It’s a prime time to have Amazon Prime.

Amazon will be lowering prices at Whole Foods on Monday on some of its popular items like kale and bananas for us all — but soon, Amazon Prime members may be the even bigger winners. “In the future, after certain technical integration work is complete, Amazon Prime will become Whole Foods Market’s customer rewards program, providing Prime members with special savings and other in-store benefits,” Amazon wrote Thursday on its site.

While Amazon hasn’t announced what those special savings and benefits will be — and hasn’t responded to our request for more details — the company seemingly has plenty of incentive to make them good. The reason: They want to keep Prime members happy, as they spend more than double ($1500 versus $625) what other Amazon customers spend, according to data from Consumer Intelligence Research Partners.

But even without these future benefits at Whole foods, many Amazon shoppers will find Prime’s $99 annual fee “worth every penny,” says Krista Fabregas, a retail and ecommerce analyst at “The Whole Foods discount is icing on an already tasty cake.” Consumer Reports came to a similar conclusion in July, noting that “the case for Prime has become stronger” amid new features that have been recently introduced, and concluding that “Amazon Prime membership is worth the cost.”

Of course, it’s not the right choice for everyone — and one of the main questions to ask yourself if you’re considering Prime is how much you buy on Amazon. Indeed, the shipping — free two-day shipping on millions of items (no minimum purchase required), and now the same-day, Sunday and two-hour delivery on many others — is still the biggest value proposition for many consumers, says smart shopping expert, Trae Bodge. 

This means Prime may make sense for you, if you: 1) shop at least a couple times a month on Amazon; 2) tend to buy items sold through Amazon (versus third-party retailers, who are less likely to offer Prime shipping); 3) often purchase inexpensive items (you may get free shipping even without a Prime membership if you spend more than $25); and 4) like fast shipping.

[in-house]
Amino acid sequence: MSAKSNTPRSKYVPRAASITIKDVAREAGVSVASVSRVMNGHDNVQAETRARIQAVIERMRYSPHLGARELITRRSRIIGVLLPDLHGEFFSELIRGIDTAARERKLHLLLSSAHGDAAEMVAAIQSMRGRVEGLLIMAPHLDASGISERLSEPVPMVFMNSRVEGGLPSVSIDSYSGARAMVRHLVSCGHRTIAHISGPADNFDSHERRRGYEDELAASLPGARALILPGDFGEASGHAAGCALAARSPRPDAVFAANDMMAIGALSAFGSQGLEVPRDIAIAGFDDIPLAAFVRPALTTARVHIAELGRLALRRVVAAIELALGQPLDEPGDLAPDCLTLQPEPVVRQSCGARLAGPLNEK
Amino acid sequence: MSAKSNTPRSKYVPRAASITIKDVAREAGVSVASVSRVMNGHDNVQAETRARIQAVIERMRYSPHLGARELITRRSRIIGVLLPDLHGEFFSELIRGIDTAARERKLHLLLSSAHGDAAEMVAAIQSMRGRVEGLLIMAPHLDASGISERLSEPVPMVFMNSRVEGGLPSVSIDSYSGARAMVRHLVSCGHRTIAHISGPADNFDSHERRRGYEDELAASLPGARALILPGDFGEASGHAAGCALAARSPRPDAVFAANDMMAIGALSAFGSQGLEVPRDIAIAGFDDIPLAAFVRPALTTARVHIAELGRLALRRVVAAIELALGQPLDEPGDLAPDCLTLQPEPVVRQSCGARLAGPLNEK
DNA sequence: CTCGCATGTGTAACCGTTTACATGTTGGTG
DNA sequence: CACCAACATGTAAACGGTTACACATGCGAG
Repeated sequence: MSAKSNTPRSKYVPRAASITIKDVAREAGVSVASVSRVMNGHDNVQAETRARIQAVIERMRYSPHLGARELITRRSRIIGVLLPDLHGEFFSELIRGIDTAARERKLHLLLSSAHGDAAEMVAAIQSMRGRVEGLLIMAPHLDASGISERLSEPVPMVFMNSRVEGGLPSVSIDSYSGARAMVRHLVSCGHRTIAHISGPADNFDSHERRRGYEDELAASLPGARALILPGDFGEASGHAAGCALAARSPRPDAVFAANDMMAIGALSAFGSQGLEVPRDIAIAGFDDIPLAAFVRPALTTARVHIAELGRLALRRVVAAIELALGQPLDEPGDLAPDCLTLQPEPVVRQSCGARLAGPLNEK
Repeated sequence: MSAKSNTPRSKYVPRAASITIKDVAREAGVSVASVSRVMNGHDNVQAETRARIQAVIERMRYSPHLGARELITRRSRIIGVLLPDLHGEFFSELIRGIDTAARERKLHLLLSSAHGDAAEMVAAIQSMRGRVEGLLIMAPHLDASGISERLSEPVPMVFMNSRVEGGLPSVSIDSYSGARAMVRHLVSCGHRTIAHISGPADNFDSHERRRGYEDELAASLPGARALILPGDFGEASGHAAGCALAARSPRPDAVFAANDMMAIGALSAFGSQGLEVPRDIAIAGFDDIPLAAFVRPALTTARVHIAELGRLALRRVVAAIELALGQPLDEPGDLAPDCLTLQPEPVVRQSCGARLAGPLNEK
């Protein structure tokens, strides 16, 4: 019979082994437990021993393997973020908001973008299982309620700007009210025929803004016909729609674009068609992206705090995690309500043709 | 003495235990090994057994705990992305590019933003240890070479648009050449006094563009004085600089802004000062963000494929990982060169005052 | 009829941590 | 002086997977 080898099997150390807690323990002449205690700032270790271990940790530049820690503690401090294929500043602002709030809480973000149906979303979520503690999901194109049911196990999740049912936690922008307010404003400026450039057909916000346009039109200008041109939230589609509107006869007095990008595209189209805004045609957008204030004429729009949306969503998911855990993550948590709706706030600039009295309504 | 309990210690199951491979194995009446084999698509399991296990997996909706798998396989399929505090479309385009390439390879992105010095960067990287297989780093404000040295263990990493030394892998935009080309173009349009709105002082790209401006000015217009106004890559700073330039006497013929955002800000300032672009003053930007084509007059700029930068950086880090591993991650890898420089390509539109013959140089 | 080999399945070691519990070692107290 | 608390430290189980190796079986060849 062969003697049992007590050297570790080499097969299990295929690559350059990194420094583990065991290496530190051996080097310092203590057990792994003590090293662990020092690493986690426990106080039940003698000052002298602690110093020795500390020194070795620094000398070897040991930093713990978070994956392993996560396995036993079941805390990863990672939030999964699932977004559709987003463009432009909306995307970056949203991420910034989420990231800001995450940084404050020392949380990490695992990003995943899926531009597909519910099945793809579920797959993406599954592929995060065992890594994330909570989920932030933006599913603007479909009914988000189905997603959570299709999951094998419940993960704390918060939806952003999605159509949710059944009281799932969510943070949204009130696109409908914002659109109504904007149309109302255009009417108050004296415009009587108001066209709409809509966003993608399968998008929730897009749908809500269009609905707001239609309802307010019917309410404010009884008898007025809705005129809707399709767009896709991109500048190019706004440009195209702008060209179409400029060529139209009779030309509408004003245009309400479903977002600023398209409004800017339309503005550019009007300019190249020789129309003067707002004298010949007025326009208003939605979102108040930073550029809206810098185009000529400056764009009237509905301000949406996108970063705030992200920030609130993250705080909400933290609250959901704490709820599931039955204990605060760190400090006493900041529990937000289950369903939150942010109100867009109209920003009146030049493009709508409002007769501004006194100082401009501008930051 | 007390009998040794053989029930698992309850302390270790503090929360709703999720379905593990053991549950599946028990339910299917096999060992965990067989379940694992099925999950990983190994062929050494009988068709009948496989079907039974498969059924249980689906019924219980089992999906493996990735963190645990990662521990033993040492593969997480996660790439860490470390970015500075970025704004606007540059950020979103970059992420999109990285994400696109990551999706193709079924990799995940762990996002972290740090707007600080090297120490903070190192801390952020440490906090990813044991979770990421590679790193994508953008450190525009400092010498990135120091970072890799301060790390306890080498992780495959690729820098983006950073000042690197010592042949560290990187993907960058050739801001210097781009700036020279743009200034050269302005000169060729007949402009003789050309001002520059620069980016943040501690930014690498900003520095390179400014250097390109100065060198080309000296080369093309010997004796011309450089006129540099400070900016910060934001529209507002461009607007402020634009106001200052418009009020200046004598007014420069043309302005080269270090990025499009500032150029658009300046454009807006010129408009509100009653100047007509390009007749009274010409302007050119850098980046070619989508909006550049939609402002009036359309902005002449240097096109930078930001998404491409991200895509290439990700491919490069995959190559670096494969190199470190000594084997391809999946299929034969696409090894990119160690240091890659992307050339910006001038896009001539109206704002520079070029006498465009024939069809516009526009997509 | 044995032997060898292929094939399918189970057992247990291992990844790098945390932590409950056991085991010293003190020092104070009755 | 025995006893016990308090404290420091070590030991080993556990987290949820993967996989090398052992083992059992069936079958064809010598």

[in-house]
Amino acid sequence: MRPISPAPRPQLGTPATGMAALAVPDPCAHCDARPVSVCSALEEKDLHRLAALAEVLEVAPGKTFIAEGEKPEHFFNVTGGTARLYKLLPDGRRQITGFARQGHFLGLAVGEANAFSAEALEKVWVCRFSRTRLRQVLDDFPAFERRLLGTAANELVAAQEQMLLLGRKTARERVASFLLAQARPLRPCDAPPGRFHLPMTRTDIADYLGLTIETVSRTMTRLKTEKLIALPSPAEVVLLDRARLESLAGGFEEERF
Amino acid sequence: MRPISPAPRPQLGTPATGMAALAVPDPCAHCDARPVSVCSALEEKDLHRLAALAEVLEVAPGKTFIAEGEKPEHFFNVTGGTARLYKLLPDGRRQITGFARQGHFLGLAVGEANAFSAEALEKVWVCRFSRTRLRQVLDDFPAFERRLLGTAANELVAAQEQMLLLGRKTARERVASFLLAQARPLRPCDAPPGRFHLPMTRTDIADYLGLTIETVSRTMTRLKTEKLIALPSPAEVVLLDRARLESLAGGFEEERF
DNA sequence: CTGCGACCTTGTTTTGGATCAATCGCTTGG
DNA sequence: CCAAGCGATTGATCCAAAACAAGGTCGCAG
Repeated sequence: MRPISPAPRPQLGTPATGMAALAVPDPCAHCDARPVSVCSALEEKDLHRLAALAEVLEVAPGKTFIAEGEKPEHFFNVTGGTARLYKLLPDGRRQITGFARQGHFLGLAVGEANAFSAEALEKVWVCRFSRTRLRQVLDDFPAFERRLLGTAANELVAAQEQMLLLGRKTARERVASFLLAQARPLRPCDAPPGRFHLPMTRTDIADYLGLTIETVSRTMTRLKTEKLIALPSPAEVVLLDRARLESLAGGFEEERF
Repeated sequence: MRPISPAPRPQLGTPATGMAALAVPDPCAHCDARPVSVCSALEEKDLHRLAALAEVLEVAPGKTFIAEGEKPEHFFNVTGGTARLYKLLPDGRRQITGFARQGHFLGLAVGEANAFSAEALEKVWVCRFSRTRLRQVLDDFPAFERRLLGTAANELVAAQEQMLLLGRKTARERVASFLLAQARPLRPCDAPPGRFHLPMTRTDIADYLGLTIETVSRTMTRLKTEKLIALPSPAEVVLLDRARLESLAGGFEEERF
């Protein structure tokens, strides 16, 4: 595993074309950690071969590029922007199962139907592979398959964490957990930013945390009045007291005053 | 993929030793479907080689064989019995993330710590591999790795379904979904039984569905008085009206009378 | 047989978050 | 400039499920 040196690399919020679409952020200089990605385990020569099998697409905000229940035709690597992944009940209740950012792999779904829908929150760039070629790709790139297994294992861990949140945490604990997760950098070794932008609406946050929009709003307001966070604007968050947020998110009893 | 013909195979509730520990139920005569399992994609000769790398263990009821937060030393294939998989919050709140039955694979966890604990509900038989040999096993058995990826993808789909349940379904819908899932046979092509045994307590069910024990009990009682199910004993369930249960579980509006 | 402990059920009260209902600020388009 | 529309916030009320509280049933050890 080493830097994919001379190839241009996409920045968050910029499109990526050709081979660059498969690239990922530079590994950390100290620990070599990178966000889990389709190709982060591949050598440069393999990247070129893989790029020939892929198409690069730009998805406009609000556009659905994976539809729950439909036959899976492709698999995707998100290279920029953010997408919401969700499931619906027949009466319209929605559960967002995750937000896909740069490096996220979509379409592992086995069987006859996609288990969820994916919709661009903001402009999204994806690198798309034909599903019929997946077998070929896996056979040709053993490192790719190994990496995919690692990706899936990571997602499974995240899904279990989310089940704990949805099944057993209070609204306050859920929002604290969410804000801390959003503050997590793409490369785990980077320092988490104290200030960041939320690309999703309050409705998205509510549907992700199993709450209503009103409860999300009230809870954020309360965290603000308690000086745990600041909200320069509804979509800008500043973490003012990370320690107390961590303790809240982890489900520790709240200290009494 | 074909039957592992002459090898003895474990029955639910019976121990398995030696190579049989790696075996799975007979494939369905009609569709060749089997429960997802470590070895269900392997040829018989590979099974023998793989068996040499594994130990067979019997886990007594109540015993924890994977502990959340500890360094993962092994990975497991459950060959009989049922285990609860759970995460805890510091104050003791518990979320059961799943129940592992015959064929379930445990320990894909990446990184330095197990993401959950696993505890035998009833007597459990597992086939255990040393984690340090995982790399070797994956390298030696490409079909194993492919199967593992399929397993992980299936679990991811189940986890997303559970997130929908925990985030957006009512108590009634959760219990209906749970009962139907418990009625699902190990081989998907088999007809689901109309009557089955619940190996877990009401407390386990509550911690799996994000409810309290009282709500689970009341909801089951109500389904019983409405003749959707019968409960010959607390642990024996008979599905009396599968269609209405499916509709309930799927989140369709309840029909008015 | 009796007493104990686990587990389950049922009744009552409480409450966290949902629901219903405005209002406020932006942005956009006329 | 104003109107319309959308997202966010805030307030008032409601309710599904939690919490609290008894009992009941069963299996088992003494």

On the flip side, infrequent Amazon shoppers, and those who go there just for bigger ticket items, probably won’t benefit as much. What’s more, if you don’t live in a city, you might not benefit as much either, says Jonathan Hadad, an analyst at IBISWorld. “Amazon offers free one-hour and same-day delivery for qualifying orders for customers in major cities, while rural areas … usually do not have that option,” he says. And for those who only care about the shopping/shipping benefits of Prime, he adds that are are other alternatives to Prime, including, which has free two-day shipping on many items.

The other Prime benefits aren’t throwaways either — Hadad notes that for many these are just as or more important than shipping — and should be added to the Prime equation. These include video streaming of tens of thousands of TV shows and movies, music streaming of more than two million songs, free Kindle books and more.

Even knowing all this, it can be hard to figure out if Prime is right for you. So Fabregas recommends you do the 30-day free trial on Amazon Prime — a perk they use to “lure new users in,” she says — and assess how much you are really using this benefit during that month. If it doesn’t seem worth it, you can cancel within the 30-day window and owe nothing. There are also ways you can get a Prime membership for less, including if you’re a student (look for the Amazon Student membership) or low-income.

And if you do join, you have to watch out for the so-called “Prime Trap” — in which members of Amazon Prime spend more than Prime members, possibly because they don’t shop around as much. Learn more about this — and three other Amazon shopping mistakes — here.